A sincere apology to Journal subscribers in Cache Creek and North Ashcroft, whose home delivery has been interrupted over the past few weeks. Our regular carrier retired at the end of December, his replacement broke her wrist, and finding someone to take over has been exceedingly difficult.
There have been numerous reports and stories about employers finding it difficult to get employees, and it seems that The Journal is not immune. Granted, it’s only a few hours one day a week, but there seems to be a dearth of people who would like to take on the position. Having delivered the paper myself on more than one occasion, I can say from experience that it’s a pleasant way to spend some time outside (especially now that the nicer weather is here), get a bit of exercise, meet some very nice people, and earn a little money.
Until the situation is resolved, Cache Creek home delivery subscribers will be receiving their Journal by mail (if you are a home delivery subscriber in Cache Creek and are not getting your paper by post, please call the office at (250) 453-2261). We have a temporary carrier for North Ashcroft, and this week home delivery subscribers there will be getting last week’s paper alongside this week’s on Thursday.
If you are, or know of, someone who would be interested in delivering the paper, please be in touch. We’d love to hear from you.
The move to Daylight Saving Time has come and gone for another year: yes, that joyous weekend where you get reacquainted with all the clocks in your house, drop at least one of them, and stare at the alarm clock in confusion on Sunday morning, trying to remember whether or not you adjusted it the night before. “I’m pretty sure I would have remembered to, but I don’t recall changing it. Wait, isn’t it one of those ones that adjusts itself? Is that why I don’t remember changing it? Or am I thinking of the one in the kitchen?” You then leap out of bed in a panic, Google “What time is it in Vancouver?”, realize you did change it the night before, and then find that you’ve inadvertently got up an hour early.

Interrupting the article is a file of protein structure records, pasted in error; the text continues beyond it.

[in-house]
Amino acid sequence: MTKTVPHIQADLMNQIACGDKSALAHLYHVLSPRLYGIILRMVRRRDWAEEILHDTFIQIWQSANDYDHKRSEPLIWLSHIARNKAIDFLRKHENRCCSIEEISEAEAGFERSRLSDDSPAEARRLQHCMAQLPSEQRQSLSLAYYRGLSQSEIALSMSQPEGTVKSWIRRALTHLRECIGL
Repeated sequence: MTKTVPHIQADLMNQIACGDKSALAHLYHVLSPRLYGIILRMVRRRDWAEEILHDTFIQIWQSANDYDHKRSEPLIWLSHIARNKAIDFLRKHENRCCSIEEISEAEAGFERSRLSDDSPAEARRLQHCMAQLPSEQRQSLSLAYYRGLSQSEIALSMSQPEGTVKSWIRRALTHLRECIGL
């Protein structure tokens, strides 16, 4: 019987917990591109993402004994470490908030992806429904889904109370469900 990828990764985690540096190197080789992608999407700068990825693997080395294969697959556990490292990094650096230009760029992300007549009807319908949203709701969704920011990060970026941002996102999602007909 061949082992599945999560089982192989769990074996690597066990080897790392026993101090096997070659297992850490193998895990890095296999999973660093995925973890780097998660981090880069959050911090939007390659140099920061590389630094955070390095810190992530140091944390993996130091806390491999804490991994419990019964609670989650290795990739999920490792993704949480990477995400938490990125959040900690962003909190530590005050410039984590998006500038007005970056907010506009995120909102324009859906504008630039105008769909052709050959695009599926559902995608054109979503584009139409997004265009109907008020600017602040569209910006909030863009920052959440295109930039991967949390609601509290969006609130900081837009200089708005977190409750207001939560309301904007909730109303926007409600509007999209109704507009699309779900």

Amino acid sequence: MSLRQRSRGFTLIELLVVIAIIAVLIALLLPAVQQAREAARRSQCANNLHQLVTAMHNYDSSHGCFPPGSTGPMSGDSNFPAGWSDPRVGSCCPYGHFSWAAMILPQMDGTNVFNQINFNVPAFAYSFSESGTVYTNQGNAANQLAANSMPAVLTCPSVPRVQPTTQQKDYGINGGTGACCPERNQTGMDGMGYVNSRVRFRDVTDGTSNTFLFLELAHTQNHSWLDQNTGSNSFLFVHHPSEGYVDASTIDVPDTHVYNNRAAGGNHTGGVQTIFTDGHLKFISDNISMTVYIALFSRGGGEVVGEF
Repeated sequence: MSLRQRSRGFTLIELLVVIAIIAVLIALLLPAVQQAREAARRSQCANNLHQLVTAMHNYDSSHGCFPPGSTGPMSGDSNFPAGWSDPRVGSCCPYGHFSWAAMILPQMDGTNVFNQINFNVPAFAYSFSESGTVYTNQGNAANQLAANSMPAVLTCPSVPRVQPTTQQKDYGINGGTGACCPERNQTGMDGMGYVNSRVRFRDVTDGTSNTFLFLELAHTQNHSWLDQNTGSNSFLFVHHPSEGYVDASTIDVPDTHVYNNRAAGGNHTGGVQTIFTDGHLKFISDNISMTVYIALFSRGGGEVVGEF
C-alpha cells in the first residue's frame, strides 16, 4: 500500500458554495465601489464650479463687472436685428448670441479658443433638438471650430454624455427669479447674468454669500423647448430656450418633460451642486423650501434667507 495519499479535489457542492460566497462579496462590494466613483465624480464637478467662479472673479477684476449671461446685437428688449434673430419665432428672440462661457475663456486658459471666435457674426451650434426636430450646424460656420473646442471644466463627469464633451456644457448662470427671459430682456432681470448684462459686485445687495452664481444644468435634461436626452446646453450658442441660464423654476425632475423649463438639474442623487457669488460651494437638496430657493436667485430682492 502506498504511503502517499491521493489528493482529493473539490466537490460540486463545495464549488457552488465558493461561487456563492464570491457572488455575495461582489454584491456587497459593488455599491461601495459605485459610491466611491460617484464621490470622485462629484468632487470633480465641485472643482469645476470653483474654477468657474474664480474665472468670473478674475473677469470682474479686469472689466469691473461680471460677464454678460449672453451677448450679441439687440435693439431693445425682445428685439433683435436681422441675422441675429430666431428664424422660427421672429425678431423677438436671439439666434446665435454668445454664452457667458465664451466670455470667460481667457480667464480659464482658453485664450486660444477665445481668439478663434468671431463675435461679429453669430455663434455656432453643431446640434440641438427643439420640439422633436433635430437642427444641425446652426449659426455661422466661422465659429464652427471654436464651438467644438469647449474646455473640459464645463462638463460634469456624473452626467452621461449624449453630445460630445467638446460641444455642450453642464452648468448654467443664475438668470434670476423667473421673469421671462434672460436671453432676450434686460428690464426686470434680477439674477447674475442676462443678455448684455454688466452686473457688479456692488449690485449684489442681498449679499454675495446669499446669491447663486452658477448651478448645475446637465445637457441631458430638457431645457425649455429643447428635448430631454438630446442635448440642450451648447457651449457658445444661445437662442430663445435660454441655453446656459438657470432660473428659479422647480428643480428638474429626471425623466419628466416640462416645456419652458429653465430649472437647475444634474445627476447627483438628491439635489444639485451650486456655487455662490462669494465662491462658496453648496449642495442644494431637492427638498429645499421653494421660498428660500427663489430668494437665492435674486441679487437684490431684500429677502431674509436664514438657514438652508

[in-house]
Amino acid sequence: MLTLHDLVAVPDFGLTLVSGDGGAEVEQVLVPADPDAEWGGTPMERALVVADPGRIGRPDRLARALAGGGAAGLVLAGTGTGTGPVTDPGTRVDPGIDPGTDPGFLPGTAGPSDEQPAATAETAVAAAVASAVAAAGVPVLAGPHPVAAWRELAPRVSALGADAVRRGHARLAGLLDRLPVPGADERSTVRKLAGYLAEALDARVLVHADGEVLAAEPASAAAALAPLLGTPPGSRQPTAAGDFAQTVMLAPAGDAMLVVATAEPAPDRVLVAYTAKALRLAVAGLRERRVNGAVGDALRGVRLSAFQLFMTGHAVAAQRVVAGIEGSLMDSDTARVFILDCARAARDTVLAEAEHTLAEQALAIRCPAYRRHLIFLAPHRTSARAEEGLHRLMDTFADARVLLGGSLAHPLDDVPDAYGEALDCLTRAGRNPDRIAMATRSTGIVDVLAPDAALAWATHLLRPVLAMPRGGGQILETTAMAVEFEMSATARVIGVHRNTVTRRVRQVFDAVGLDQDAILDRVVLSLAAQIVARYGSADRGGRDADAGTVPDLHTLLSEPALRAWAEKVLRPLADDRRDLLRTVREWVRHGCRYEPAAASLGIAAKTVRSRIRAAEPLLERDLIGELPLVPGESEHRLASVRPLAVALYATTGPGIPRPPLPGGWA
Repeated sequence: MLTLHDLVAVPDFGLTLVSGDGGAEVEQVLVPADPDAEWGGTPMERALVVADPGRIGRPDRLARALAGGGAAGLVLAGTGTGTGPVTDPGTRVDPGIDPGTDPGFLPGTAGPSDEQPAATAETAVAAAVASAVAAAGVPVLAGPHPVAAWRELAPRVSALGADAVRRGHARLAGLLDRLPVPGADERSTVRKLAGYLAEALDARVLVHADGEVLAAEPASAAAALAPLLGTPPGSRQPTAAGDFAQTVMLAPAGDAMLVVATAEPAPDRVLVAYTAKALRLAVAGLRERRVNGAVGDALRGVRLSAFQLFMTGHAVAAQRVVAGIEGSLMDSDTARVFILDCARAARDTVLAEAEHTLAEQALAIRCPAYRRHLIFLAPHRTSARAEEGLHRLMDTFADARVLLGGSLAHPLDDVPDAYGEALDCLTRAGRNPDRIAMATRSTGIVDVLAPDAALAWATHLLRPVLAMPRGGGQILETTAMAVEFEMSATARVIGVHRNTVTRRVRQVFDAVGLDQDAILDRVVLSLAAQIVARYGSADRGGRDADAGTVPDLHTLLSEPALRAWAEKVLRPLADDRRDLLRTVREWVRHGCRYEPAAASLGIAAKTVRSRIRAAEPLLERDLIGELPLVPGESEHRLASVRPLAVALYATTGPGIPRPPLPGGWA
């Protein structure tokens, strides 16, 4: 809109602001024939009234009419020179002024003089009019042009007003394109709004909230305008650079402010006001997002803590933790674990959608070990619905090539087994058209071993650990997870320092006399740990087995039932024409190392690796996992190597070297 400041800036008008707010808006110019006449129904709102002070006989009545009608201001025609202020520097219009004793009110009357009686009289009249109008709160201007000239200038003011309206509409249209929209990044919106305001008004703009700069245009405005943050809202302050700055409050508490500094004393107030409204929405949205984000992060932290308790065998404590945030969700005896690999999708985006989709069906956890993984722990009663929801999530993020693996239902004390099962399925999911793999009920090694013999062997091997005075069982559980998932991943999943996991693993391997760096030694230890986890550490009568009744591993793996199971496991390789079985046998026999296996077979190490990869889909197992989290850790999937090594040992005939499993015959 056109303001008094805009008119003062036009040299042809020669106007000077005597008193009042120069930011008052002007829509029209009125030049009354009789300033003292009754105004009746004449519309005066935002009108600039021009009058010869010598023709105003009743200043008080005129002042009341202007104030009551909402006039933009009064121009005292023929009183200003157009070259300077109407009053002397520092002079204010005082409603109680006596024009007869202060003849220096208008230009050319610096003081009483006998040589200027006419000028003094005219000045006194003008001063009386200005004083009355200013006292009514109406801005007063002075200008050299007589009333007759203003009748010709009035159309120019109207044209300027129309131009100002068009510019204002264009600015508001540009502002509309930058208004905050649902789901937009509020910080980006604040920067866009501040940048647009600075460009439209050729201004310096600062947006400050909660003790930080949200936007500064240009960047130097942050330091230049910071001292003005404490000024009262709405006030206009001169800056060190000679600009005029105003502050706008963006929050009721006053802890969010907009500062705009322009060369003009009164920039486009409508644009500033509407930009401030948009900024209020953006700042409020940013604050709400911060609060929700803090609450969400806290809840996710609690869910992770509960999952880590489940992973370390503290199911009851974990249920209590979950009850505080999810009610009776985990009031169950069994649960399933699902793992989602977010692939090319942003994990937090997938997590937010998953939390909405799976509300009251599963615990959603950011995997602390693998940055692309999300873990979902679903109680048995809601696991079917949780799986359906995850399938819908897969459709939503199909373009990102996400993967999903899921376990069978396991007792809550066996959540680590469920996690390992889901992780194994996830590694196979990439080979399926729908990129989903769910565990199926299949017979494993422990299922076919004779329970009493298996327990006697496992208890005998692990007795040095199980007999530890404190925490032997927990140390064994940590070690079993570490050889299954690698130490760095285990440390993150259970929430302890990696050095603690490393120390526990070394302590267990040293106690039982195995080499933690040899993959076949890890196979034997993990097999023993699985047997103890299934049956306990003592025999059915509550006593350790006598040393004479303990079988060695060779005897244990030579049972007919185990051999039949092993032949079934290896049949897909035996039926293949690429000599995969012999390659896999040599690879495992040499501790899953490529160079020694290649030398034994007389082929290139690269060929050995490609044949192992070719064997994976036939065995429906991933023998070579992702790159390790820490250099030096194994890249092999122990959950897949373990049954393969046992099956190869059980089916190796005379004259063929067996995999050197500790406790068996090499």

Every year at this time there are renewed calls for the time change to be abolished (oddly, the move back to Standard Time in the fall causes barely a ripple). Experts talk about changes to our circadian rhythm and cite an increase in car accidents on the Monday following the time change, while you don’t have to go far to hear someone complaining about how they feel “sluggish” or “out of it” after setting the clocks ahead.
It makes me wonder how people cope with crossing the border into Alberta and immediately losing an hour, or travelling to a different time zone and losing several hours’-worth of time in one fell swoop. Plus there seems little benefit to B.C., or even Canada, deciding to ditch Daylight Saving Time unless the United States does so as well. One of the many reasons so many film and TV production companies based in Los Angeles like filming in B.C. is because we’re in the same time zone as California: if we make the switch and they don’t, that advantage is lost.
So I really don’t see what the big deal is about ditching DST. That said, I’m convinced Daylight Saving Time has cost me an hour out of my life. In March 2010 — after we had switched to DST in Canada — I travelled to Great Britain, where the clocks don’t go ahead until three weeks or so after ours do, and thus went through the switch and sprung ahead to DST again.
I can’t quite put my finger on it, but I’ve been semi-convinced ever since that between that and the natural time difference between here and there, I’m out an hour. So when the Grim Reaper comes knocking, I will tell him firmly to come back in an hour. I don’t know if it will work, but it’s got to be worth a try.